Kin Groups and Descent. Women, their children, and their daughters' children are the basic members of Creole kin groups. The independent nuclear family is the ideal, but extended families constructed around mother, daughter, and daughter's children are common. Creoles reckon kinship bilaterally. Descent is recognized only to the depth of three or four generations, although particularly important ancestors (usually European or Amerindian) are remembered. The lateral extension of Creole kinship reckoning is shifted toward the female side and generally extends to second cousins. There are no formal kin groups above the level of the nuclear family; however, Creoles see themselves as members of related but distinct, loosely structured kindreds based on common family names and consanguineal ties.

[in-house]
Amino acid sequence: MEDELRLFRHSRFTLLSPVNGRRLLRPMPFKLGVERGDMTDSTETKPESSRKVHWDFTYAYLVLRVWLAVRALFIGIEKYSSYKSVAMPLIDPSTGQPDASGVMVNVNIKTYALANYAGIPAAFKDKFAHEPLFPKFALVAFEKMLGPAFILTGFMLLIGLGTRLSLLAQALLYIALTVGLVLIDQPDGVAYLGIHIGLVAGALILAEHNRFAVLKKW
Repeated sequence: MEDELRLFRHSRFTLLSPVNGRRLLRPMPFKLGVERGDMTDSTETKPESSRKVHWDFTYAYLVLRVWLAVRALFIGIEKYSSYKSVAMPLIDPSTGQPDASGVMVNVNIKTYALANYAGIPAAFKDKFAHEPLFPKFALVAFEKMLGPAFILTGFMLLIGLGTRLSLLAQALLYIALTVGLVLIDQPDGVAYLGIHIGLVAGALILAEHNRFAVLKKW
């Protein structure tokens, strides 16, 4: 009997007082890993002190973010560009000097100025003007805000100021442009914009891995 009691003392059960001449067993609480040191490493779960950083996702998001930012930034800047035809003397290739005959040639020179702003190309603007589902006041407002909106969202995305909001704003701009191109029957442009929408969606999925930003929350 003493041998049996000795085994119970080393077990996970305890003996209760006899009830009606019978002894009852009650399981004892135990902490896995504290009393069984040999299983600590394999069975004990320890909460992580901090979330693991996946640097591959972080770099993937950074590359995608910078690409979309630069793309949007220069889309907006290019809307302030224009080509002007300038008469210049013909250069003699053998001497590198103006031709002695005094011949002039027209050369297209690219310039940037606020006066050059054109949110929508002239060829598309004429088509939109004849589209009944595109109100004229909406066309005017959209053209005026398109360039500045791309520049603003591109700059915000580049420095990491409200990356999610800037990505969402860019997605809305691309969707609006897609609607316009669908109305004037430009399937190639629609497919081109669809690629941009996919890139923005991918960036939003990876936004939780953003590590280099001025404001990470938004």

Kinship Terminology. Kinship terminology is of the Eskimo type, with a strong tendency not to extend consanguineal terms to affines.